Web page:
I have a RAID 1 volume on an Intel S1200BTL server board using the Intel Desktop/Workstation/Server Express Chipset SATA RAID controller (driver version 10.5.0.1029) that runs Windows Server 2008 R2.
Sitting in front of the server (something I do very rarely as I remotely administer this box), I notice that the RAID BIOS showed that the volume was "degraded". The BIOS utility only gives options for configuring the volume. I am looking for a GUI that will tell me what is going on with the volume.
I downloaded the RST and AHCI Driver and GUI installation and launched the "iata_cd.exe" from the GUI folder after extracting the download from Intel's site. This stated that it would install drivers as well as the software component. I installed it on a test box and it prompted for a reboot, which I was unsure of whether it wanted a reboot because of a driver update. The test box was a desktop that had the SATA AHCI controller on it, but it rebooted fine after installing.
This is a server for a small business and I can't take any chance that it will not boot back up because of a bunged driver. I need to get some visibility into what is happening with this volume. Any ideas the best route to go?
There's a RAIDCFG32 utility contained in the downloadable package from the following link that will show RST info from the command line: http://www.dell.com/support/home/gh/en/ghbsdt1/Drivers/DriversDetails?driverId=8YK1C http://www.dell.com/support/home/gh/en/ghbsdt1/Drivers/DriversDetails?driverId=8YK1C
I'm not sure if it's going to be fussy on the driver / software versions though, since you're at driver version 10.5.0.1029, and the package is 10.5.0.1027.
I tried that utility and it won't read the raid information off the newer driver. Thanks for the suggestion, though.
I've been doing some searching around and haven't been able to find anything to do this. Why does this have to be so difficult?!??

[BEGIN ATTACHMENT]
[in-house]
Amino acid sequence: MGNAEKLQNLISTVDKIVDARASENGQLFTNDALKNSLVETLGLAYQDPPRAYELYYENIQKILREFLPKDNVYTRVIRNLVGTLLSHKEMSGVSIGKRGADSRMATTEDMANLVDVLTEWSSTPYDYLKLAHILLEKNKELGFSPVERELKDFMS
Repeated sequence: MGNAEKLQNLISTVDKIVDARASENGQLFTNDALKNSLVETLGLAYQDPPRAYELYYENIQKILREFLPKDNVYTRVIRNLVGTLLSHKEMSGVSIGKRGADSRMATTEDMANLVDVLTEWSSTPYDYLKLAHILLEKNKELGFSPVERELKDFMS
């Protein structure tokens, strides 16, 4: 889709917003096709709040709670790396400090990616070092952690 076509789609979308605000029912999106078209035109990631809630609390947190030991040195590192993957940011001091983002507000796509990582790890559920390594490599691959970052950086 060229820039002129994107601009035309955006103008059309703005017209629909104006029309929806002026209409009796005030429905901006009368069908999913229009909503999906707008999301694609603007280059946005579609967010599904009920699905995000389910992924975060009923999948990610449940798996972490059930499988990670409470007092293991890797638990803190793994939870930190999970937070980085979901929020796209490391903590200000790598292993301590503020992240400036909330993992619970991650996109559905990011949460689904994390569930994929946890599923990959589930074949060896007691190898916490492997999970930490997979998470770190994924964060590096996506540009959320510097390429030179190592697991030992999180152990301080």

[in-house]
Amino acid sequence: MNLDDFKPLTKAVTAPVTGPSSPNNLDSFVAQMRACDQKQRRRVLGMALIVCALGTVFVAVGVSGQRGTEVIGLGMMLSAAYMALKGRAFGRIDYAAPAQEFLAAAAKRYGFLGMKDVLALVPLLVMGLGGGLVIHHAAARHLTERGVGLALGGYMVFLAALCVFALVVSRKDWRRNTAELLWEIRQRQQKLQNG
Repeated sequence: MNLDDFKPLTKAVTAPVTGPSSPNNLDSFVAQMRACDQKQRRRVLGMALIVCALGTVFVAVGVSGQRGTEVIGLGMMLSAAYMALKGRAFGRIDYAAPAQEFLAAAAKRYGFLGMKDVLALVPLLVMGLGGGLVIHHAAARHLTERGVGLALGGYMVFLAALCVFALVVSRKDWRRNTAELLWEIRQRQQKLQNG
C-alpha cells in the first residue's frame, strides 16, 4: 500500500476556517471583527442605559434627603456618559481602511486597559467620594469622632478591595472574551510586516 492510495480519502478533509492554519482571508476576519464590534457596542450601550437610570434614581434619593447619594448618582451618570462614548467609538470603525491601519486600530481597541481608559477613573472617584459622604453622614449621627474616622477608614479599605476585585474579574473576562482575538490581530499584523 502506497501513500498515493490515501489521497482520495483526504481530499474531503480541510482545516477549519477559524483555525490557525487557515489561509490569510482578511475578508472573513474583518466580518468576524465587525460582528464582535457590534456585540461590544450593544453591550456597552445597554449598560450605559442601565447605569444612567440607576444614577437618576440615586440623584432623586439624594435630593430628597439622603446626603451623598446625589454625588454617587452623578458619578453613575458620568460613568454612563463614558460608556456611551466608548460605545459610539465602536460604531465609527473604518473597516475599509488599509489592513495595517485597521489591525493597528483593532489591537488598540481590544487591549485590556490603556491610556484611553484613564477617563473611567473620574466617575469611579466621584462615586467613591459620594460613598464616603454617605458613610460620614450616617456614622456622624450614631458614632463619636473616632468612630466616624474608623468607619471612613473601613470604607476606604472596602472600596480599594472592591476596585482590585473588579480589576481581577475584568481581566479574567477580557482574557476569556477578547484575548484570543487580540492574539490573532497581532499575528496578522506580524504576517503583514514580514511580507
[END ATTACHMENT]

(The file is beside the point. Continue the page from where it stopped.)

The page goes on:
Bummer. I knew the CLI tools were fussy on version, but I didn't know they were that fussy.
So, only the driver was installed when this box was initially set up?
- RST service (iastor*) running?
- RST Icon in bottom right corner?
- "Rapid Storage..." folder in Program Files?
If you find the same package version (10.5.0.1029), it should not require a reboot just to install the software, assuming the driver files contained in the package are an exact match.
If you find the package (10.5.0.1029), you could compare the driver file(s) dates and sizes those contained in:
To extract the drivers from an iata_cd package the command is either:
iata_cd -a -p C:\Temp
iata_cd -extract C:\Temp
Use quotes in the file path if necessary.
Our recommendation for this particular case is first installing the GUI from the following driver package:
https://downloadcenter.intel.com/download/20110/RST-and-AHCI-Driver-and-GUI?product=53557 RST and AHCI Driver and GUI
Install the application, schedule downtime and reboot the server, open the application and check the RAID array to determine which is the failed drive.
Sorry for the slow response on this. I installed the GUI version 184.108.40.2060 and allowed it some time to reboot on application of Windows updates. Getting down time with this server is difficult. The RAID controller driver that is installed is 10.5.0.1029.
The RST notification center icon shows that the service is not running. I can manually start the service, but when starting the GUI, I get "an unknown error occurred while running this application". An information event shows up in event viewer from the IRST_UI "failed to load storage data from the driver". After this happens, the service is stopped.
HWINFO64 shows the RAID array is degraded and only lists one disk attached. The RAID 1 array consists of Samsung 850 PRO SSD's and was installed about 10 months ago. I'm hoping that it is just a connector issue, but I'd like to see what is going on in the RST GUI.
Is this a matter of the version difference in the GUI and driver? Do I need to update the driver?